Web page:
Quiet Sleep

soft whispers in a quiet room

*Image found HERE

*Originally written in Serbian, and the original is below.

Quiet Sleep

 

A word

as an ember

in the womb

of a censer.

 

Us

as flame,

red,

enamored,

swallowing forests.

 

Rain

as murmur

of sideways,

tambours

of the Milky Way

in the eyes of a child.

 

A word

as a drop

of a broken faucet,

A verse

as a guggle

of grids

before the storm.

 

Us

as birds.

Us

at two in the morning,

as nobody’s.

*This was one of those short, spur poems that I found hard to express in English. It happens, albeit rarely, that some of these thought demand themselves unheard and I wrestle them through foreign languages!

***

Tišina sna

Rec
kao žar
u utrobi
kandila.

Mi
kao plamen,
crveno,
zaljubljeno,
gutanje šume.

Kiša
kao zagor
stranputica,
tambure
kumove slame
u očima deteta.

Reč
kao kap
iz pokvarene slavine,
stih
kao klokot
rešetki
pred oluju.

Mi
kao ptice.
Mi
u dva ujutru,
kao ničiji.

 

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~ by Oloriel on May 19, 2016.

13 Responses to “Quiet Sleep”

  1. I have tried a few times to write in Swedish and then translating.. it’s so interesting that my translated voice comes out so different… usually softer and more mellow… I actually read a different voice in yours as well…

    • Yes, I believe this is even a common thing they are trying to research scientifically. Recently, I have even read and heard at various places that we have different personalities for each language that we speak. I try it, sort of, and it sounds true. I think I often times, against my will or any plan, sound more connected and personal on Serbian. This is something my best friend who reads everything I write commented upon. he says “When you write in Serbian, I see you. When you write in English, it is still you, but somehow, cruelly distant.”. I would love to read some of your Swedish writing, don’t ever fear from pointing me to a piece. I wonder, like for the NaPoWriMo last day experiment, what message would I get from unknown words.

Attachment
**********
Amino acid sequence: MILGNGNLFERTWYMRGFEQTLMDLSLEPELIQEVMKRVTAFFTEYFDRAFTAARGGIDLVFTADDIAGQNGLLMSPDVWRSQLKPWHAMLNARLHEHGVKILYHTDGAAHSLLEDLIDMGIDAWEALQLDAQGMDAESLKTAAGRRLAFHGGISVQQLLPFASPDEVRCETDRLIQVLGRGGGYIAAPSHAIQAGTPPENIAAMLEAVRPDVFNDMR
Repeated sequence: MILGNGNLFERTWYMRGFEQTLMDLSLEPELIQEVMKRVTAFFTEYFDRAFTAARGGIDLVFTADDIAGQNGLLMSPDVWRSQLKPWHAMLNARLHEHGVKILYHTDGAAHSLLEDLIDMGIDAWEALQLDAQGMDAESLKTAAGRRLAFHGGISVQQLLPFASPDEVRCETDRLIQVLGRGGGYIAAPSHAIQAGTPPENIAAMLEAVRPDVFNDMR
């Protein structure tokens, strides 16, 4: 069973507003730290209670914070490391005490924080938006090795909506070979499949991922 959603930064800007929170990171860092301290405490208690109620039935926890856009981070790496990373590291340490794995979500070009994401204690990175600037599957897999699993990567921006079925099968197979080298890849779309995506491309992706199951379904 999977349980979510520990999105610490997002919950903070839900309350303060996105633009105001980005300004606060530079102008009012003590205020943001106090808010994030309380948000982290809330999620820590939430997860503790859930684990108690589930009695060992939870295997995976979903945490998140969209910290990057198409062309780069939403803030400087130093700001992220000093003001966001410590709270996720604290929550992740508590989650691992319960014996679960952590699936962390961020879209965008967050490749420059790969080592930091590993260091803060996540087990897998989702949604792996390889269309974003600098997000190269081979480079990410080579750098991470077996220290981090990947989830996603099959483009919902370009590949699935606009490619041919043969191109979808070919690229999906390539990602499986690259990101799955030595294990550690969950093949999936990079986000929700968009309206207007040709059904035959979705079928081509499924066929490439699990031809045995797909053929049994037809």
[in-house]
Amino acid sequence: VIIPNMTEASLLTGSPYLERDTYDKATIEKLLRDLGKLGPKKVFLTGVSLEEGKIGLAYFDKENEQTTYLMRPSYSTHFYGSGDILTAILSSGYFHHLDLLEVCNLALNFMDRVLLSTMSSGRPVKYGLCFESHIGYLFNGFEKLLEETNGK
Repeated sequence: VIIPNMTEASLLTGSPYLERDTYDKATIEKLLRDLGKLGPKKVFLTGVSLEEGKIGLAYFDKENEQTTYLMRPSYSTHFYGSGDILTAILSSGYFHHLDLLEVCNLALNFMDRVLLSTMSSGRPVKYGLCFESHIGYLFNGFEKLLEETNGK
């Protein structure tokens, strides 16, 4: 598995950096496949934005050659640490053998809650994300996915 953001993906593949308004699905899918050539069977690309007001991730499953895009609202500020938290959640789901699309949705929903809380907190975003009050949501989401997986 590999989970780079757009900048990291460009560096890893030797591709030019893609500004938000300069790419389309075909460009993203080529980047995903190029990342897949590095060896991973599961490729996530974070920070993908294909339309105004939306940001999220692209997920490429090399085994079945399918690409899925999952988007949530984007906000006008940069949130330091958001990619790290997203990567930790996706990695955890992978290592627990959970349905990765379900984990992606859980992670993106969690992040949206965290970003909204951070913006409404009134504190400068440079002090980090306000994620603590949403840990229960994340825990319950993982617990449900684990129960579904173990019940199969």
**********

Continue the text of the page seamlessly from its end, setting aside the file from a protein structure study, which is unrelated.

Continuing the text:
2. oh, I love the Serbian version… 🙂 you know, most of the words I can understand easy and it has a special melody, which I enjoy… lovely work, Mirjana 🙂

    • Thank you! I think Serbian and Bulgarian are pretty similar, even my husband says that for example Bulgarian is similar to Turkish, often times more than Serbian. I would love to do a poetic experiment one day and mix all 3 languages and see what it weaves into! 🙂

      • Bulgarian and Serbian sound similar to me too, at least I understand Serbian when I’ve visited the country a couple of times and everyone there understood me 🙂 Turkish is quite different though, I don’t understand a word of that… there are only a few Turkish words borrowed that I guess have stayed in the language back from Ottoman times, but we use them mostly in very colloquial conversations, jokingly, and are not acceptable in a more formal dialogue 🙂

        I’m sure you will come up with quite a fascinating poetic experiment, if you decide on it one day 🙂

  3. Very beautiful. I don’t read Serbian, but the translation sounds perfect to me. ☆☆☆

  4. Greetings from the United States (A little place called Kentucky). I loved the poem.

    Tim

  5. Now, this one I like very much, simple, paints big image with just few words and you can feel it, understand, like that spur of the moment, it is clear 🙂

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